Old-school letter writers will be able to adorn their envelopes this year with nice images of all the planets in the Solar System, as well as Pluto, the Moon and Star Trek icons.
I can only assume how many people still use stamps and regular post, but I'm happy to see the US Post use something different than plants and famous people. A 16-stamp sheet entitled “Views of Our Planets” and another four-stamp sheet labeled “Pluto—Explored!” will commemorate the first fly-by of Pluto - the New Horizons fly-by from this summer.
It is hoped that the collection will spark public interest in science, said Richard Fienberg, director of communications for the American Astronomical Society. He praised the entire collection, saying it was quite profound.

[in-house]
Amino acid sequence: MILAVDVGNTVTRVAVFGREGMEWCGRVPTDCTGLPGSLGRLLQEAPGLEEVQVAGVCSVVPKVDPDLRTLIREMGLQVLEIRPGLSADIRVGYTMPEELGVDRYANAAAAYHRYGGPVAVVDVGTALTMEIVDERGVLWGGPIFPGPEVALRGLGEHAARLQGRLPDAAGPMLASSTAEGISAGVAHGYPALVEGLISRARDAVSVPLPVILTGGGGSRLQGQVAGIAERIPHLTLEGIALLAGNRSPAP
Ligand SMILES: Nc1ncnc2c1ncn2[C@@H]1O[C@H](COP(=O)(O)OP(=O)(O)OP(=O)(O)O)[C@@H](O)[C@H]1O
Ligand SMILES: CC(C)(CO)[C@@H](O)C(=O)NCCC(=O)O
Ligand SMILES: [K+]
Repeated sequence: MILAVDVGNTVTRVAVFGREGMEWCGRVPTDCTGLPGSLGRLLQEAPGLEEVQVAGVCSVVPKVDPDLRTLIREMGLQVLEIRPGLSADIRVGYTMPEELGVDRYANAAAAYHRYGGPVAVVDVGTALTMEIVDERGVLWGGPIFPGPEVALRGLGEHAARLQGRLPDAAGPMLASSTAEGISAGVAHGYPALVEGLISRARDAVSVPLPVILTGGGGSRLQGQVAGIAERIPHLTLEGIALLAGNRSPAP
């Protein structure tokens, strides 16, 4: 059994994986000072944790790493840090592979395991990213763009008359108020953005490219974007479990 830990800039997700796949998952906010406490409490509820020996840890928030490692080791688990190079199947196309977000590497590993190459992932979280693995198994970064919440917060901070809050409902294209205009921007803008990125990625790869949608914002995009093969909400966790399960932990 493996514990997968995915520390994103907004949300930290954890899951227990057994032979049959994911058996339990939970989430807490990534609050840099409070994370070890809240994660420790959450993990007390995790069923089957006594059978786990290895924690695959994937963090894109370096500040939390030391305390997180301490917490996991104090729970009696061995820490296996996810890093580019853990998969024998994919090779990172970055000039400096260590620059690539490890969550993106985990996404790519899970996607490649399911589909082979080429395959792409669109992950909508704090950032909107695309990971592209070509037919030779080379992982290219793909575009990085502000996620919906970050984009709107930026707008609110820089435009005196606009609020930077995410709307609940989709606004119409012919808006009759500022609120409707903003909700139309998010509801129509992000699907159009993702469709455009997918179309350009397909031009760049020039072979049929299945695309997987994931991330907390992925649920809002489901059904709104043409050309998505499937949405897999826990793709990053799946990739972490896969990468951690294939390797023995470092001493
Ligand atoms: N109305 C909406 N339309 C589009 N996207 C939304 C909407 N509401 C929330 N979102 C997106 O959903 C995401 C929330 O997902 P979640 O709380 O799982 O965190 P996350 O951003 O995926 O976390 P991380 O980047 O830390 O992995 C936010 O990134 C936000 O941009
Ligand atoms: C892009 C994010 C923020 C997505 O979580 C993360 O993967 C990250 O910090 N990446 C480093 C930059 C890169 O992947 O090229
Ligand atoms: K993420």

“Even the phrase ‘Our Planets’ is profound, as it reflects the recent discovery that our planetary system is one of billions of such systems throughout the galaxy. Photos like the ones on the stamps, and discoveries like the prevalence of planets around other stars, inspire students to become scientists and engineers, guaranteeing that the process of discovery will continue,” he added.
However, others have argued that this is just too small of a gesture. In 1991, the United States issued a Pluto stamp that stated “Pluto: Not Yet Explored.” Rather ironically, one of those stamps was boarded on the New Horizons shuttle as it flew by Pluto. Emily Lakdawalla, senior editor and planetary evangelist for the Planetary Society wanted new challenges from the Post office - especially as space exploration has advanced so much.
“I’d like to see a new challenge from the postal service, to explore unexplored distant worlds, like Haumea, Eris, or Sedna—or even some of the worlds in other solar systems, none of which had even been discovered when the Postal Service issued its ‘Pluto: Not Yet Explored’ stamp in 1991.” Nonetheless, she told Eos, she will be “thrilled” to use the new stamps on her correspondence.